It’s also important to note that obtaining your turkey tail mushrooms, whether by ordering them from a retailer or whether wild crafted are a) identified properly by an expert and b) do not contain any contaminates, unwanted byproducts, fillers or other such disappointing and unnecessary inclusions. Sometimes retail outlets / companies which do whole sale of medicinal plants and mushrooms are not always certain as to the origin of their product, as they may frequently change sources based on product availability, ‘perceived’ quality and -wait for it- price, all of which may influence the quality of what you are getting. Even though I already mentioned that in many places collecting the mushrooms for yourself is not an option, use your noodle. If nobody knows what these mushrooms are, where they can be found, or how to identify them with enough certainty as to go through all the trouble of brewing them and actually drinking the delicious, mossy-flavored beverage, then you are probably going to have them all to yourself or whoever you choose to share them with. As always, don’t be a jerk and harvest sustainably, if that is the direction that you choose to take.

In my humble opinion, turkey tails are best harvested by hand. Although they often appear in dense colonies. those groups are often composed of clusters of caps attached by small nubs directly to the bark which can be ripped off without too much effort. When there are this many mushrooms in one spot, it does not take long to accumulate more than you are going to need. Once returning the mushrooms home, I broke them into small ‘corn flake’ sized pieces and spread them out evenly on a plate to allow them to dry. Once they become brittle, they can be broken into smaller chips or even powdered in a coffee or spice grinder to expose even more surface area which extracts a greater concentration of the beneficial proteins, micro nutrients and other medicinal compounds.

I have searched through a number of different online sources and am continuously coming out empty handed when it comes to solidifying a dose and serving of the active medicinal components of these mushrooms. One source suggested 10 grams of dried mushroom boiled for an hour and a half to two hours in 16 liquid ounces of water to make tea, but I couldn’t find this claim backed up or duplicated by another source or recipe. So I decided to try it out and when I measured out the mushrooms and water it looked to me like the tea would be too strong and so I doubled the amount of water to 32 liquid ounces (4 cups or 1 litre). After it was brewed, the flavor was quite nice, although you shouldn’t really listen to me because I can drink and eat some pretty weird stuff. If you find the taste too strong and mushroom-y, either add more water or less dried mushrooms next time, or add a sweetener such as unpasteurized honey to balance the weirdness and also to add more health promoting enzymes and micro nutrients. You could also add this mushroom tea to soups, stews, chili or anything else like that so that you can disguise the flavor but still get the benefits that you want. I find the tea very contemplative and interesting, so I’m probably just going to keep it simple and stick to that.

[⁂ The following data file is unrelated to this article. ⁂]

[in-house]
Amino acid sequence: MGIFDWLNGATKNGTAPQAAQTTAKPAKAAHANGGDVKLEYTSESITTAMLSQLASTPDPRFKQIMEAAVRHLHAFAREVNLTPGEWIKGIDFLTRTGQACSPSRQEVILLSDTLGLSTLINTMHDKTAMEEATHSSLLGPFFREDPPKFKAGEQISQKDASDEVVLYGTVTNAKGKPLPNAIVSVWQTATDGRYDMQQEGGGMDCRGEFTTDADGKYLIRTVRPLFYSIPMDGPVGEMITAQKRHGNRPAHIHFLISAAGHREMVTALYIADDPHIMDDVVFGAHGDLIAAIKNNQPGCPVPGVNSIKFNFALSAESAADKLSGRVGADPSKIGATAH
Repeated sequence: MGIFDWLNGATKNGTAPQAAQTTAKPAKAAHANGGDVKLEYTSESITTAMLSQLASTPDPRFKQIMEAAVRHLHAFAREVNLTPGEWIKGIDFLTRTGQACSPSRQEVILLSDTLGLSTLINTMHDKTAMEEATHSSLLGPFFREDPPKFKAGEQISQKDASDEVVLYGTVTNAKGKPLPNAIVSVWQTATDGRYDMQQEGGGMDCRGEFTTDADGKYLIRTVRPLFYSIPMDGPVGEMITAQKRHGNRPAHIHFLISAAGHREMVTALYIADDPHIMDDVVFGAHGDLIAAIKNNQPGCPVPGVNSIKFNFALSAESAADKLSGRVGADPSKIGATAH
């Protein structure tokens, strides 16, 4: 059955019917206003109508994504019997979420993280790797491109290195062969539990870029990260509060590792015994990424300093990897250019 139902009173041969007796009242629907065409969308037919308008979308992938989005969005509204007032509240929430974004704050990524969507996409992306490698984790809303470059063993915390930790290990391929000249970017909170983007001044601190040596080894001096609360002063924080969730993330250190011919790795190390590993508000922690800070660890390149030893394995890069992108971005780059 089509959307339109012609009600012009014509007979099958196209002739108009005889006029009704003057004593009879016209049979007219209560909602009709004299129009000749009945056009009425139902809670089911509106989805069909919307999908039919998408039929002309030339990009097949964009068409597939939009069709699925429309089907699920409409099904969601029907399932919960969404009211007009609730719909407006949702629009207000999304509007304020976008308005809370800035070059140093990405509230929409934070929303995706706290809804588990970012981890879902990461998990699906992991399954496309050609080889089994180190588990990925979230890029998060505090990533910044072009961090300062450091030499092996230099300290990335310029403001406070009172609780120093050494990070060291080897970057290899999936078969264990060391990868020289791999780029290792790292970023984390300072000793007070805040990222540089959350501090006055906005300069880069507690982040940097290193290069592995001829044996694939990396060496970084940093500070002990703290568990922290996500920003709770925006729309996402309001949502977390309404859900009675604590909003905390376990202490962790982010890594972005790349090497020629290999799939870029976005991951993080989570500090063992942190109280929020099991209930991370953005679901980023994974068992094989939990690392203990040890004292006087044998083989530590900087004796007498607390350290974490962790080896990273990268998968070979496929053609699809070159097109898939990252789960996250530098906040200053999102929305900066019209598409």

Before I bring us in for a soft landing, I also want to introduce you to another method of processing medicinal mushrooms, which is also applicable for some other plant based medicines as well, and this is known as a double extraction. In order to achieve this, you create a concentrated tea like I discussed above, but you also steep the dried mushrooms in alcohol to form a tincture. There are different chemical compounds in the mushrooms that are responsible for their therapeutic properties, some of which are soluble in water but others that require prolonged steeping in alcohol to extract. In order to do this, fill a container halfway up with loosely packed dried turkey tail mushrooms and then pour in enough grain alcohol/ethanol or high quality vodka to fill the container. Put in a cool, dark place and shake every day or so to keep the mushrooms suspended. After 3-4 weeks, the tincture of done and can be mixed with a tea that you make fresh that day. This is your double extraction, and can be consumed in a variety of ways to make the best possible use of ingesting both the alcohol and water soluble compounds from the mushrooms.

As the strength of the sun continues to strengthen and the bitter nights lose their grip on the land, nature is preparing for her greatest unveiling. During this time, the ‘natural produce market’ (i.e. fields, fence rows, forests, backyards etc.) is slowly opening it’s doors with a flush of much anticipated greenery and life. As the seasons transition from one of stillness and quiet to one of vibrancy and growth, expect quite a bit from me as my regular skirmishes and explorations in nature reveal more hidden gems in the form of roots, leaves, fruits, medicine and mushrooms. The best season, the growing season, is just around the proverbial corner and I’m as excited as ever.